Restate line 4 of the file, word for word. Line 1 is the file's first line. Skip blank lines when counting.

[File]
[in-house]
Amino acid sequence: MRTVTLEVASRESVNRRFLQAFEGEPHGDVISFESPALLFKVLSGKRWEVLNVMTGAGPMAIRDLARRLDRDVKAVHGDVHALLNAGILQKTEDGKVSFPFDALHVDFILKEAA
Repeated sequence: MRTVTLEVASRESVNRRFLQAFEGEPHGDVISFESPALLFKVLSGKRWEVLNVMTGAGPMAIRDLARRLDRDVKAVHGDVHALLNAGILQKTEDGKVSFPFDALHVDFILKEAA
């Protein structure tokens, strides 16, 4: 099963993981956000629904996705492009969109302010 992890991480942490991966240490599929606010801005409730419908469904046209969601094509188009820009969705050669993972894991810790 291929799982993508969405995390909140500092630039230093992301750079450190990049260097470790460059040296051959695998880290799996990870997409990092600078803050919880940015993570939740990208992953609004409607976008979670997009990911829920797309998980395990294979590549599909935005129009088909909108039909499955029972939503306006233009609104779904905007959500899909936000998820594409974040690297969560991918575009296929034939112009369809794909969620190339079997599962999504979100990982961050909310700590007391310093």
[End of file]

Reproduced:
């Protein structure tokens, strides 16, 4: 099963993981956000629904996705492009969109302010 992890991480942490991966240490599929606010801005409730419908469904046209969601094509188009820009969705050669993972894991810790 291929799982993508969405995390909140500092630039230093992301750079450190990049260097470790460059040296051959695998880290799996990870997409990092600078803050919880940015993570939740990208992953609004409607976008979670997009990911829920797309998980395990294979590549599909935005129009088909909108039909499955029972939503306006233009609104779904905007959500899909936000998820594409974040690297969560991918575009296929034939112009369809794909969620190339079997599962999504979100990982961050909310700590007391310093």